From the Blog

I don't go anywhere without my remedies!  It's true!  I have taken them to Kenya, Mauritius, the UK, Europe and recently, Japan.  I even take them with me to the shops!  I have a small pouch in my handbag with arnica and Emergency Essence.  I have a friend who tucks arnica in her kids' school bag for any bumps and bruises they may receive at school.  The beauty of having remedies on hand is being able to minimise trauma, promote a speedy recovery and reduce the impact of any injury or ailment on your activities at the time.  And if there is one particular time when we want to maximise our fun, and minimise our fun-zapping aches and pains, it's when we are travelling or on holidays.  If you are heading away any time soon, I hope the following information helps you get the most out of your time.

Before you go:
Preparing for a trip away can mean lots of time researching, planning, organising, budgeting as well as juggling every day demands of working, running a household and/or raising a family.  It can bring on feelings of overwhelm, stress and anxiety.  Here's a few flower essences to help you with this process:







Homeopathic Remedies:
I have a travel kit similar to the one below, which I take in my hand luggage when flying, and in my (large) handbag when travelling long distances in the car.  I find it contains 20 of the most-used remedies and the reference book is handy if I am not sure what remedy to choose.  It has come in handy when dealing with motion sickness, 'bali belly', hayfever, sore throats, runny noses, bites and stings, bumps and bruises, and so much more.  I have had my leather case for 12 years now and I just replenish the remedies as I need them so it is an investment that will repay itself many times over.



If you are not interested in a kit just yet, then the following remedies are handy when travelling:

* Arnica:  As mentioned earlier, it's great for bumps, bruises and even emotional trauma.  The sooner it is administered, the better, and repeated doses can be given.  It speeds up the healing process so in some cases you may find the bruise darkens and appears larger after dosing, but it usually means the bruise is coming out and should turn yellow for healing much quicker.  

* Arsenicum:  A great travel remedy as it helps the body adjust to change - physical, emotional and psychic change from travel.  Can be helpful when dealing with vomiting, food poisoning or traveller's diarrhoea3.

* Aconite: For acute or sudden fear or excitement relating to travel or events3.

*Nux Vomica:  A good remedy when travel affects one sleep or digestion3.  Those who have travelled to Cairns and the Tablelands in Far North Queensland will be familiar with the Gillies Range.  Known for it's relentless tight corners that make even a seasoned traveller seedy. Nux Vomica is a great remedy for seediness and nauseous for motion sickness.  I always need to give this to at least one person in the car when travelling this range.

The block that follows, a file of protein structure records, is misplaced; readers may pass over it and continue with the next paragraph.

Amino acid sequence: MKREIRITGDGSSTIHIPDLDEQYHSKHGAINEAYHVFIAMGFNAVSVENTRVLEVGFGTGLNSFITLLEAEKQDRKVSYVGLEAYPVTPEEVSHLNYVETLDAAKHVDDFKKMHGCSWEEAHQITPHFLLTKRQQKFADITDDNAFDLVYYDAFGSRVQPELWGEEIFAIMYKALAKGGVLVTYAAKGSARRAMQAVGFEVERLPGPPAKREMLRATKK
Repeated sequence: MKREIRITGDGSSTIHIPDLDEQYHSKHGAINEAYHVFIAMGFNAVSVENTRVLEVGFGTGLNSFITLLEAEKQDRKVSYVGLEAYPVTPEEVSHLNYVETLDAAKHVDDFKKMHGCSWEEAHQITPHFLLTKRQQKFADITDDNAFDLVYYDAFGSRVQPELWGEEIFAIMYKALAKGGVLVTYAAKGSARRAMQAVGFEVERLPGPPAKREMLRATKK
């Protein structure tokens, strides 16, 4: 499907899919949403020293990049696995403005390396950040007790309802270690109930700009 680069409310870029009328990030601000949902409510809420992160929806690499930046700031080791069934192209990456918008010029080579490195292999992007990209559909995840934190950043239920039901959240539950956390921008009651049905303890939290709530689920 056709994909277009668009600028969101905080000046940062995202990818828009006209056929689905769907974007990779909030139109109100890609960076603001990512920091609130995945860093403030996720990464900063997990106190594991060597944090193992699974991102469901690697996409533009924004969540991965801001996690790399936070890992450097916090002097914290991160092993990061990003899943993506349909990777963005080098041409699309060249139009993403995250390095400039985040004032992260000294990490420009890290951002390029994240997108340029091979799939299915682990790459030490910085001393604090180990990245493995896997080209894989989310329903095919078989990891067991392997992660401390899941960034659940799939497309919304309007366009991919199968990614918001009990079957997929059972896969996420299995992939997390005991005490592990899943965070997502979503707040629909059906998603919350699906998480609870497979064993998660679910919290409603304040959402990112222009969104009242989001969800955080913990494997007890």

* While we are on the topic of travel sickness, the Travel Sickness Tissue Salts Combination might be a good idea - a tissue salt blend to assist with the wear and tear of travel. 

* Pulsatilla: When travelling, this remedy can help with ear pain associated with the pain changing altitude3.  Also helpful when dealing with anything 'gunky'.  If it's yellow or oozy, hit the Pulsatilla.  Also helps for the super emotional, weepy person who is struggling to cope.  On a recent trip away, Miss 6 was finding the most simple tasks overwhelming and while I knew it was from exhaustion, I knew she needed Pulsatilla when getting dressed was causing her to weep.  Her spirits lifted after a cuddle, a dose and a little assistance from Mum and Dad. 

* Ferrum Phos.  It is the remedy I go to when I notice one of the children is ‘off colour’.  It is very helpful during the first stage of a head cold, sore throat, mild fever or tonsillitis1.  It boosts the body’s vital force to power up and beat the invader.  In many cases the illness never eventuates in it’s true form. 

For more homeopathic remedies to help you ensure smooth travelling, check out this travel factsheet and this holidays factsheet.
Australian Bush Flower Essences:
As Flower Essence gently release negative emotions and raise your vibration, you will feel improvement to your overall wellbeing, emotionally and physically.  If you are travelling with children, you can't leave home without WhoopsiesWhoopsies will get you out of immediate strife if you have a child who is affected by injury.  Whoopsies lessens the emotional stress of injuries, whether they are small or large, and promote a speedy recovery.  The child has been affected by emotional trauma, including shock, you may find Whoopsies assists them in returning to a more rational state of mind.  This Essence is actually not just for children, but can apply to adults as well.